Bill to require fathers to pay 50% of pregnancy costs advances through Utah House committee

The bill’s sponsor says he’s moving it forward as a ‘pro-life’ measure to increase responsibility for men who bring children into the world.

A biological father could be responsible to pay half of the out-of-pocket pregnancy costs for the woman carrying their unborn child under a new bill that passed a House committee on Wednesday.

HB113, sponsored by Rep. Brady Brammer, would apply to a pregnant mother’s health insurance premiums and all medical costs related to the pregnancy from conception to birth, as part of an effort to increase “the responsibility for men in the bringing of life into the world.”

“Oftentimes there’s this battle between pro-life and pro-choice where some of the pro-life positions really turn into a perception that it’s just anti-abortion,” Brammer, R-Highland, told the House Judiciary Committee on Wednesday. “I kind of got sick of those things and I thought what could we do that’s really a pro-life thing? … and so that’s where this bill came from.”

The bill wouldn’t require a father to pay for costs associated with an abortion received without his consent, unless the mother’s life was in danger or the pregnancy was the result of rape or incest.

The proposal also stipulates that a father would not be on the hook for any pregnancy-related costs if paternity was in question — until he’s established as the father. Afterward, he could be required by a judge to pay his share of expenses as verified through receipts. That means that in most cases, the payment is unlikely to be collected in real time and would likely come after birth, Brammer said.

Rep. Lowry Snow, R-St. George, said he was supportive of the proposal but worried it could be “pretty daunting” for some women to go through the court system in order to collect payment.

“My heart goes out to these women who find themselves in this situation, who don’t have that support and help and have the expenses and maybe don’t have the ability to cover it and the thoughts of actually having to sue someone to collect it are daunting,” he said. “However, having said that, I think this is a really important step in the right direction.”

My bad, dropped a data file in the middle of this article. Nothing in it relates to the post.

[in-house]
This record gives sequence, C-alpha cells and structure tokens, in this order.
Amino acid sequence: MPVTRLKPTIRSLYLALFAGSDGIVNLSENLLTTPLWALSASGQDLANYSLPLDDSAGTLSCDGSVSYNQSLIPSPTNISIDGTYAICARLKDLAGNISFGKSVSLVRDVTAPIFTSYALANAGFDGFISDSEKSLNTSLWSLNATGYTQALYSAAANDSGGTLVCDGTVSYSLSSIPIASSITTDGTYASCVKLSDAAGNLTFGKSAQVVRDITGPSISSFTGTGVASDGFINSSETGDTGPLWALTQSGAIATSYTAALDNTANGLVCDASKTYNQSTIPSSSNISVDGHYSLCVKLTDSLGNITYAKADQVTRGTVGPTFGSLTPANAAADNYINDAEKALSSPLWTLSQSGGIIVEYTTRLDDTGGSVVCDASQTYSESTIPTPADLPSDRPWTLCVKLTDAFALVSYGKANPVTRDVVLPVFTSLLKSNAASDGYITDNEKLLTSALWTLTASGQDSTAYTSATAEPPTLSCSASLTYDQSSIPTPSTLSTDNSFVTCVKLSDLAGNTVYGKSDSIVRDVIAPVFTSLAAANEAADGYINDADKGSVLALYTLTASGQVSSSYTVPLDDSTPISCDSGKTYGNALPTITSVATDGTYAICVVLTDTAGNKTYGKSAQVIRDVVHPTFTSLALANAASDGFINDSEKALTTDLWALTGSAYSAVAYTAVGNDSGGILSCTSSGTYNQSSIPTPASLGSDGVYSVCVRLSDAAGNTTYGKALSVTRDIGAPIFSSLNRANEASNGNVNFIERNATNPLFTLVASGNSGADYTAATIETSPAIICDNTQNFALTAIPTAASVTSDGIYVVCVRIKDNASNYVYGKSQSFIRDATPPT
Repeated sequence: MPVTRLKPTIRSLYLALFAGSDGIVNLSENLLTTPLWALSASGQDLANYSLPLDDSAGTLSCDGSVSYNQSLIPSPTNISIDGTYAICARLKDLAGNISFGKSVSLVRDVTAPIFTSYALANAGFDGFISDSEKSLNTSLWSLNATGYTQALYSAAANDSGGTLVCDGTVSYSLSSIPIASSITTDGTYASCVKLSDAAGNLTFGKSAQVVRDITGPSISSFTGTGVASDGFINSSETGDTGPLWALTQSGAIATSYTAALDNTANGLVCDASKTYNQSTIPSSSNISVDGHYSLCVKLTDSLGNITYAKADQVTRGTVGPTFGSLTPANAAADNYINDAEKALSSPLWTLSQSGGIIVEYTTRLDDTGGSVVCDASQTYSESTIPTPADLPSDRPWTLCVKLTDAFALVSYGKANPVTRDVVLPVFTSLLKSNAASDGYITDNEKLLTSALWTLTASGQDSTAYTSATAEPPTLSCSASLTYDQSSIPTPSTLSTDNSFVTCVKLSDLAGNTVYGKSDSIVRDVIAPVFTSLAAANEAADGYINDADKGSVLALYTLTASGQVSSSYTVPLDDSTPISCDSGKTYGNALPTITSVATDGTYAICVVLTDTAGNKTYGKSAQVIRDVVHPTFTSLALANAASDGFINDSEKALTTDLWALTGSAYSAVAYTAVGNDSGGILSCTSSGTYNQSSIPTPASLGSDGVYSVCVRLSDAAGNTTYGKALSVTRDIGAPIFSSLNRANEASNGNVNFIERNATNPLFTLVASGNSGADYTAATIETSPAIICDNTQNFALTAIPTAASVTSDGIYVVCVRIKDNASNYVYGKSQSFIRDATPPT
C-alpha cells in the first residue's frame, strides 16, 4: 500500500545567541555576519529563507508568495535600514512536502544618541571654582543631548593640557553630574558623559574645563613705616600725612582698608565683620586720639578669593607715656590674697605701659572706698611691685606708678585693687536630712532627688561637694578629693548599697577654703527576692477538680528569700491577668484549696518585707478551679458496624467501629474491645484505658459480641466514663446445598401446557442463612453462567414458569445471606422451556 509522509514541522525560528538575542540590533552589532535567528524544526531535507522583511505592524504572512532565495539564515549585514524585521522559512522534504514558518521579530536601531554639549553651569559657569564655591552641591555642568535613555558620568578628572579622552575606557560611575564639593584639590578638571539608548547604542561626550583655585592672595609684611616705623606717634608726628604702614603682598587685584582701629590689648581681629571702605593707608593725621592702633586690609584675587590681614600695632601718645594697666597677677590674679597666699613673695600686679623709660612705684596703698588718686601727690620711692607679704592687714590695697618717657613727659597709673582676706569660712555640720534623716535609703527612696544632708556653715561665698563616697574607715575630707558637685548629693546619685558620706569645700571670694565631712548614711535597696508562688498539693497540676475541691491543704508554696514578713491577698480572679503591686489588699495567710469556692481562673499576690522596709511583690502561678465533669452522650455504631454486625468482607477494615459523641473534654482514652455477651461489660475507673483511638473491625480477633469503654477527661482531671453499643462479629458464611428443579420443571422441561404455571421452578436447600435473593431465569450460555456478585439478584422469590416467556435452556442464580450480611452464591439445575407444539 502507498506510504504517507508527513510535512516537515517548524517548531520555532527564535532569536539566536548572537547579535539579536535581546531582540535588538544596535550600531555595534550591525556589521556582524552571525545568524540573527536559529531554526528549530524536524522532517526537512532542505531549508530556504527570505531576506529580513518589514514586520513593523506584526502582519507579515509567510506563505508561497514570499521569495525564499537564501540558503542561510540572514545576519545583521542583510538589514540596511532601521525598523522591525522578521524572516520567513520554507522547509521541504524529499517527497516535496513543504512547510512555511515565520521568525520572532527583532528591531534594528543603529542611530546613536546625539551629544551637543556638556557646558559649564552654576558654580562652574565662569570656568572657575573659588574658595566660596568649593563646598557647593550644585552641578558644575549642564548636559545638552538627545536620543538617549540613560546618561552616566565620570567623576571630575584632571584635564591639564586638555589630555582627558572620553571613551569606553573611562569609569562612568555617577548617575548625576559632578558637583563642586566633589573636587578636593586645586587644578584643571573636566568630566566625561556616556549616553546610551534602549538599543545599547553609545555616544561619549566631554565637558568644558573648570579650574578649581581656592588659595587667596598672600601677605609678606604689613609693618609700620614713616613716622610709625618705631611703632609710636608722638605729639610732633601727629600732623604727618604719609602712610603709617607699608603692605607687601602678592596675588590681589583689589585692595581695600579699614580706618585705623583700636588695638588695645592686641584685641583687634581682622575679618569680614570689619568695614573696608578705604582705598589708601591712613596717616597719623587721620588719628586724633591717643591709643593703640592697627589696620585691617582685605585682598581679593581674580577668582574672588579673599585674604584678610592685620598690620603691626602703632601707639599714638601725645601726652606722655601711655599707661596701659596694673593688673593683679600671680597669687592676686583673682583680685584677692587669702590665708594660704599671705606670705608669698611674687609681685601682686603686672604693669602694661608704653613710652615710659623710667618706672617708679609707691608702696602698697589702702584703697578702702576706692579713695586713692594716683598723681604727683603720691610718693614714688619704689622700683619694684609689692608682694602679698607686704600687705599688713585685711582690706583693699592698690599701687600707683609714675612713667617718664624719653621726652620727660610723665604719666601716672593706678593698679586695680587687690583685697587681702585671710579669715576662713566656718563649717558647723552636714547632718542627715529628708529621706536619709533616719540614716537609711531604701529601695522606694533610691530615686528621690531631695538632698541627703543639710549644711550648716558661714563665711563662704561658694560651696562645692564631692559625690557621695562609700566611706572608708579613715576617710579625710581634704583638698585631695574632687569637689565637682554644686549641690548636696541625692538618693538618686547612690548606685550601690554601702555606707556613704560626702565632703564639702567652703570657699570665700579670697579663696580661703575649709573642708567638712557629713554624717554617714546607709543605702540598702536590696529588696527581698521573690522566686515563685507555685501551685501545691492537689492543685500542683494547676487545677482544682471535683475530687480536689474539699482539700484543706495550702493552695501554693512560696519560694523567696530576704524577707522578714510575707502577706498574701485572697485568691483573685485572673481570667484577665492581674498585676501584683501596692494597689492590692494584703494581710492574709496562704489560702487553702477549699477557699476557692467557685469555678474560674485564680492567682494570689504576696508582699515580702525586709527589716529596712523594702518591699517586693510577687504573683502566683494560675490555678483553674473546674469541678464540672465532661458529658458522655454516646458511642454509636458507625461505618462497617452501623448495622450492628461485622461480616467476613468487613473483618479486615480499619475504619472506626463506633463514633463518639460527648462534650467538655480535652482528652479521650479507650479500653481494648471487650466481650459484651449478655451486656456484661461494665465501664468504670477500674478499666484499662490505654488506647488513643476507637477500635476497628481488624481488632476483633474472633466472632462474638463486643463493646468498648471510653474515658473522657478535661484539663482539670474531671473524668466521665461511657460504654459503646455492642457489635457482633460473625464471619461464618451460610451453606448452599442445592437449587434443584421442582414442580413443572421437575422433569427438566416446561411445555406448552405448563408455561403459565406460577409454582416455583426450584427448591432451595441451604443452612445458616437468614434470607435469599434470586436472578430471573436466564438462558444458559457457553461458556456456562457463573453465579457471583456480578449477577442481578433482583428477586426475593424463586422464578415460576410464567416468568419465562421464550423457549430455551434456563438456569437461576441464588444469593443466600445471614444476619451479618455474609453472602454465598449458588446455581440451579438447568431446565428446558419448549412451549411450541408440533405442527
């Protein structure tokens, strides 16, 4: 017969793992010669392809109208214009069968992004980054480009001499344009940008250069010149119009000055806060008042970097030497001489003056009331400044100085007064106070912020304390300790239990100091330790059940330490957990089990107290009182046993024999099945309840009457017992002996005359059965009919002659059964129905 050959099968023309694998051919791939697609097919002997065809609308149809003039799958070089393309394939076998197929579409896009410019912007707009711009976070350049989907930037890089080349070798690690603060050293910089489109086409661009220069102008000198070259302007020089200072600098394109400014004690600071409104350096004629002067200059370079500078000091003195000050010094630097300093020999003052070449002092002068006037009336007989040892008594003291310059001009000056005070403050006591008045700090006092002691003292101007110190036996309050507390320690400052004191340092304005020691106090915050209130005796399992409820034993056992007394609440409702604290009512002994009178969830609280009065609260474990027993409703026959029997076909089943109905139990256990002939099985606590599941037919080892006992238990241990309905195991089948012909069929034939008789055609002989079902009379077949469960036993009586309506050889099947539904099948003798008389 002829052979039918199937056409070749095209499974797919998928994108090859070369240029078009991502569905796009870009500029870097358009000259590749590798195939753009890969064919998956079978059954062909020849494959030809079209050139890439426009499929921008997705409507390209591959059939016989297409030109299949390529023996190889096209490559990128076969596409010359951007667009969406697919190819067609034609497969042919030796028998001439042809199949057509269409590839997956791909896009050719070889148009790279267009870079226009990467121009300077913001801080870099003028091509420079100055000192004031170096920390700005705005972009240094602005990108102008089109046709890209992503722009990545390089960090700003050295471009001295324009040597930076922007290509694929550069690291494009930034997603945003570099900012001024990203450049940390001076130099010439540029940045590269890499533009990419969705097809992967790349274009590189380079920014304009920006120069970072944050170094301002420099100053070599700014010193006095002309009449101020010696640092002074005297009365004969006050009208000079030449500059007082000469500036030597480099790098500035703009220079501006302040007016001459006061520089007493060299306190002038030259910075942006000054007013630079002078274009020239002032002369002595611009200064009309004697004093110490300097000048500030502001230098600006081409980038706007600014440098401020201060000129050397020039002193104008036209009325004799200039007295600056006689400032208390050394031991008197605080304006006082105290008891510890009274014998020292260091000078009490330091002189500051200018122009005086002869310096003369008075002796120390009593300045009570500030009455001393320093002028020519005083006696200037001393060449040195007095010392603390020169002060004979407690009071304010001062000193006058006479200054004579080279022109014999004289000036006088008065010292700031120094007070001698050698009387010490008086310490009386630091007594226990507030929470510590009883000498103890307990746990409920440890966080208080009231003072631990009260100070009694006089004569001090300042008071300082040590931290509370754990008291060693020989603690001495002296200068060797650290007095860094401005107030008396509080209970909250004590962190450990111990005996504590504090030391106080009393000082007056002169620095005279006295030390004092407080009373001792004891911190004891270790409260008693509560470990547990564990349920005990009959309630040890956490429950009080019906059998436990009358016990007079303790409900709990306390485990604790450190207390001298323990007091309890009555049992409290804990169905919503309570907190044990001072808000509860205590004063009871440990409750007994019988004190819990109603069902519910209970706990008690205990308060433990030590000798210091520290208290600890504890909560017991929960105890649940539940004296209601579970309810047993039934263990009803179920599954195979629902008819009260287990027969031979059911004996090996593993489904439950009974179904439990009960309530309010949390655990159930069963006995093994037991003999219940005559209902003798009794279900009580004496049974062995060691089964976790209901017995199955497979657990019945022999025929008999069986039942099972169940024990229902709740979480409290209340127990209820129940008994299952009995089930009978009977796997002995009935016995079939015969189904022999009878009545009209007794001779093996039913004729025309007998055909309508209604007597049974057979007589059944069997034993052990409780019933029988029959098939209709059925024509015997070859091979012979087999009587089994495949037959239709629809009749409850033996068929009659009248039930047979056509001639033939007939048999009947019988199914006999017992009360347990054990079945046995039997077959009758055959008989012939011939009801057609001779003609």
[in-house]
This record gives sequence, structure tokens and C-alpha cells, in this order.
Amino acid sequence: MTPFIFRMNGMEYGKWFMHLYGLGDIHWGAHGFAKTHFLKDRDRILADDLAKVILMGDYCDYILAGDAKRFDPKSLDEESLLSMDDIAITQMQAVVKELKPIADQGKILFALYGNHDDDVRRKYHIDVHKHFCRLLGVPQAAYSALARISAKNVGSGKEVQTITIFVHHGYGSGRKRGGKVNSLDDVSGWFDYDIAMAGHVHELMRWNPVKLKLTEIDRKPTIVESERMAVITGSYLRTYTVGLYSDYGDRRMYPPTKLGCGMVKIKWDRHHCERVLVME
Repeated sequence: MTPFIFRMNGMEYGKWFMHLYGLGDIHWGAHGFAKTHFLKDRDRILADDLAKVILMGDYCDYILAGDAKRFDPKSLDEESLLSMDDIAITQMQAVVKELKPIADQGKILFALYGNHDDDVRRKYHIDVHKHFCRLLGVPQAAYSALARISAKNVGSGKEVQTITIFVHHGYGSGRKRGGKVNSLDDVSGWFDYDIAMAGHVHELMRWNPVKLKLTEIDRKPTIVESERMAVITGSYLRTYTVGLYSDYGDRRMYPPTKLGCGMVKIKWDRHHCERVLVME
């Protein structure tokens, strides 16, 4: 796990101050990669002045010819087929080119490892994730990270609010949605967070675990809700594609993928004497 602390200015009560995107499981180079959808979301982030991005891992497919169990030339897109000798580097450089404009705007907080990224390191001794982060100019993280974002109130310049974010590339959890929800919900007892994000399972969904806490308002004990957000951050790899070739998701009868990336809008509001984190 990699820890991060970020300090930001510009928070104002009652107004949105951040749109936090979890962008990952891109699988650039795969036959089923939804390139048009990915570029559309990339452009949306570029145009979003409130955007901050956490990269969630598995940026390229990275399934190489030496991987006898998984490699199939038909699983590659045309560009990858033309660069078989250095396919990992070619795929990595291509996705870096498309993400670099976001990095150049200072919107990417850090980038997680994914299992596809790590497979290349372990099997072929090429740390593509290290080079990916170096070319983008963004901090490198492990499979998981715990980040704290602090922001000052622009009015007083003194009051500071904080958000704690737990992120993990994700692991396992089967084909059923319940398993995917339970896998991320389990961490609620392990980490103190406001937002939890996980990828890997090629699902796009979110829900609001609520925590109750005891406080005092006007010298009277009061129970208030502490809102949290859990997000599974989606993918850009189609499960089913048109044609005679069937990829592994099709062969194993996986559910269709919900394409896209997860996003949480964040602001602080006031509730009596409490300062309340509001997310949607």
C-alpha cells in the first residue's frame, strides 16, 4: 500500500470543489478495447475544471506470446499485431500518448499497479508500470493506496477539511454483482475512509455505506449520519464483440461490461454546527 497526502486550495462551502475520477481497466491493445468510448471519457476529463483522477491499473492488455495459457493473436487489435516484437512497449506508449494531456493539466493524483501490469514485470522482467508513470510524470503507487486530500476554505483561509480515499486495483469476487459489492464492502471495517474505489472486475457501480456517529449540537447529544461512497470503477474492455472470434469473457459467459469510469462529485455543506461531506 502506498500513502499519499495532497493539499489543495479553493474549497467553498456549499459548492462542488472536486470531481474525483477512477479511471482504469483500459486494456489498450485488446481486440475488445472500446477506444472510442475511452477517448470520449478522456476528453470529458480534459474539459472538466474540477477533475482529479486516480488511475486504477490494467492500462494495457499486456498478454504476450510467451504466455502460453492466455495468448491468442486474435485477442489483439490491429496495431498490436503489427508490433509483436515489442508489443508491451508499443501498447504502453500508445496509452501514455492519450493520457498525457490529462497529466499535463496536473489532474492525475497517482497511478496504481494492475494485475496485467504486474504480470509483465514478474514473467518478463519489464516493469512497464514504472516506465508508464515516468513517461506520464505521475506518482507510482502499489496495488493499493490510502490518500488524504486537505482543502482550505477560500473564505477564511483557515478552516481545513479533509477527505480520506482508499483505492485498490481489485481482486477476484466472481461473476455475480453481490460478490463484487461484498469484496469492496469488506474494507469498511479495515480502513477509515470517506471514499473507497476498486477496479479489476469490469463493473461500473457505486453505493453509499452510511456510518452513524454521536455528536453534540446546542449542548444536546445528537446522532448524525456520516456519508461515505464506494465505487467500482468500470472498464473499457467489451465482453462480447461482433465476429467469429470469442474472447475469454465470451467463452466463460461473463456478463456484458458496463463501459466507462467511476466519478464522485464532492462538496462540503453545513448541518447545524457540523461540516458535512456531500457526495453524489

While Brammer said his bill wouldn’t solve the challenges women may face in the legal system, he noted that there are pro bono legal clinics, shelters and nonprofit groups that could help them through that process.

The bill received an 8-1 vote on Wednesday with Rep. Brian King, D-Salt Lake City, as the lone dissenter.

King said he thinks there needs to be a “greater level of cultural expectation and accountability and personal responsibility for males who are quick to spread their seed and not think they have to be responsible for the consequences.”

But he worried that the bill could tie women financially to abusive partners and said he wanted to learn more about that issue before voting to advance it.

The legislation “establishes not just the right of an unmarried mother to get 50% of the charges — it establishes the duty on the biological father to pay them,” King said. “And I worry that an unscrupulous and abusive male may say, ‘Hey, I have this duty. You can’t escape me. You may not want to collect it but I need to be tied to you in a way that you don’t want because I have to discharge my duty.’”

Brammer said he doesn’t think it’s a “bad thing” for men to have a responsibility to pay half of the medical costs but said his bill wasn’t meant to allow them to use that duty to exert control over a mother. And he added that he doesn’t think a father would have standing through the court system to make such a claim.

The bill now moves to the full House for further consideration.